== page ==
Enable Collaboration. Ideas are made better when they are shared. This is another that doesn't happen enough in our schools, even though technology-enabled collaboration has made it so much easier. Share the good stuff. Let kids build, discover, and problem solve, together. (We should do that more as adults, too.) And share what happens. Let others take what you've done and build upon it and make it better so that can be shared with even more people. Just like before, we can learn better together. Your story is important and deserves to be shared but more importantly, others deserve to learn from your success and failures too.

Talk Less and Listen More. This goes back to the face-to-face time right? And really, it's more listening than it is talking. As educational leaders (teachers and administrators alike) we have to be willing to listen to ideas, suggestions, or complaints and use them to grow ourselves, each other and our organizations. Really, listening should happen much more often than talking, especially when it comes to education leadership. As educational leaders we have to be willing to listen and hear ideas, even if they make us uncomfortable or that we might disagree with. The same is true for students. We have to take the time to listen to what they want to do. What do they want to create? How can a digital classroom or technology-enabled learning environment help them meet their goals?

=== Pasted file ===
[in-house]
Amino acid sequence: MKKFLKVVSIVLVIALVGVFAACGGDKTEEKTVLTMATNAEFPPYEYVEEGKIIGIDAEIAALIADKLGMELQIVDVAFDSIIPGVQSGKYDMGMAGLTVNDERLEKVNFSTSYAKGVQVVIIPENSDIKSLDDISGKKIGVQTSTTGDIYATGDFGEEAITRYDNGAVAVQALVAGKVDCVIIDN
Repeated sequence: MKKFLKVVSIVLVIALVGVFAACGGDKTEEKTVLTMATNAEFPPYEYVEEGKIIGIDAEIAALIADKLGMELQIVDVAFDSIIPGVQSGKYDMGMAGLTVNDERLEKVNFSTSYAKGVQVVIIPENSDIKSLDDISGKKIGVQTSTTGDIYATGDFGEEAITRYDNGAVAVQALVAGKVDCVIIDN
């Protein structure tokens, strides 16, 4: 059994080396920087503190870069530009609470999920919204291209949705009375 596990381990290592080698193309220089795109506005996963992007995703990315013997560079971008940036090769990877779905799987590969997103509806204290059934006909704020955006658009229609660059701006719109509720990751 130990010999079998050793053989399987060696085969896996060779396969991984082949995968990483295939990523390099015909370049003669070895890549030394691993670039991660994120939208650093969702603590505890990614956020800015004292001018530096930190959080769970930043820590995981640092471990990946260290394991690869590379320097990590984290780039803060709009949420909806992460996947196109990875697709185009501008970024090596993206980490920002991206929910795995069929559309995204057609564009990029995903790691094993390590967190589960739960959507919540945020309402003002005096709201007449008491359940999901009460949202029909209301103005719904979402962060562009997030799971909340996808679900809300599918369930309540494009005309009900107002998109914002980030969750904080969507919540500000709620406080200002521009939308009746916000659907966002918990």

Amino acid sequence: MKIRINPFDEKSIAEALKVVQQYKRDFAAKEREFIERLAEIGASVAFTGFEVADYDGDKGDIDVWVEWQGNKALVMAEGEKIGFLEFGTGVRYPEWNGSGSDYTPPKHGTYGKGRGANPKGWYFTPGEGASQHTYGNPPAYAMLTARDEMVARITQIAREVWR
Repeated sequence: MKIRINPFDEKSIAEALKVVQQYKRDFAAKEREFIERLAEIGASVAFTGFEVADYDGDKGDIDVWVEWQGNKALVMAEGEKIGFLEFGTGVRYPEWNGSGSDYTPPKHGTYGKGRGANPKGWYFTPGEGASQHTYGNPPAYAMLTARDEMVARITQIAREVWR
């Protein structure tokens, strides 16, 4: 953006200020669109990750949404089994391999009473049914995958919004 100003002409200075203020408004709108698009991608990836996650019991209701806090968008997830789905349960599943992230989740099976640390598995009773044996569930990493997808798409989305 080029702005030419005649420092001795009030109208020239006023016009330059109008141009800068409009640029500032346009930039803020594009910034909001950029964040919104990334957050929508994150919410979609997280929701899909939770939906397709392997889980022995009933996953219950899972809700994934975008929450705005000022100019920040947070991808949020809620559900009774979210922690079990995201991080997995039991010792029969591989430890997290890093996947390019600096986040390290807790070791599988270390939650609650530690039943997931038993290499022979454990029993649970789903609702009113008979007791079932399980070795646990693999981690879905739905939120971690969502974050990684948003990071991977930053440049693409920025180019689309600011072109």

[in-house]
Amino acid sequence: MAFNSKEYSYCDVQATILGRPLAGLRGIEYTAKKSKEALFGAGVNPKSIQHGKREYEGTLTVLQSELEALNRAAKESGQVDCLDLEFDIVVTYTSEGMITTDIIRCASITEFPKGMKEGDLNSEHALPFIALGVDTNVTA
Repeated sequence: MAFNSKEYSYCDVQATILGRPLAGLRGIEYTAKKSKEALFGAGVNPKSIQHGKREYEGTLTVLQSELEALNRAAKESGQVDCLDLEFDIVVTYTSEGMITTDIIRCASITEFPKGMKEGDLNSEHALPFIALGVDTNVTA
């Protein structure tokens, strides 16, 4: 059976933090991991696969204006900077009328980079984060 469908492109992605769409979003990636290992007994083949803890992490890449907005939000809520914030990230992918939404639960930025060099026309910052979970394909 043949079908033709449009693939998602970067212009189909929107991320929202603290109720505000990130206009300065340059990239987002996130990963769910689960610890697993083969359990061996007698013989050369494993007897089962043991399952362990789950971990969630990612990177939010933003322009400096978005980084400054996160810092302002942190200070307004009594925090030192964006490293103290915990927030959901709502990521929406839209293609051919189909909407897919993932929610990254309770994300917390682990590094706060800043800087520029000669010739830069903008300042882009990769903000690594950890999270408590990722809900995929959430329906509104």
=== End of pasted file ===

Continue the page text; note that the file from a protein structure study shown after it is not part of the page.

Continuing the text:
"Care For" means more than "Care About." This educational leadership quality is an important one. A simple change in our language can have a huge impact and outcome. Saying "I teach math." and "I teach kids math." have 2 differences in meaning. And it so true! We have to care not about our jobs or what we do. We have to care about who we are doing it for. Kids! Just because we may have some amount of digital technology at our disposal doesn't mean its always in everyones best interests to use it. No matter what we do we always have to keep our kids in mind and make sure we are doing what is best for their interests. But most of all, we have to care about kids.

Thursday, August 23, 2018

Back To Basics: Device Tips For #BackToSchool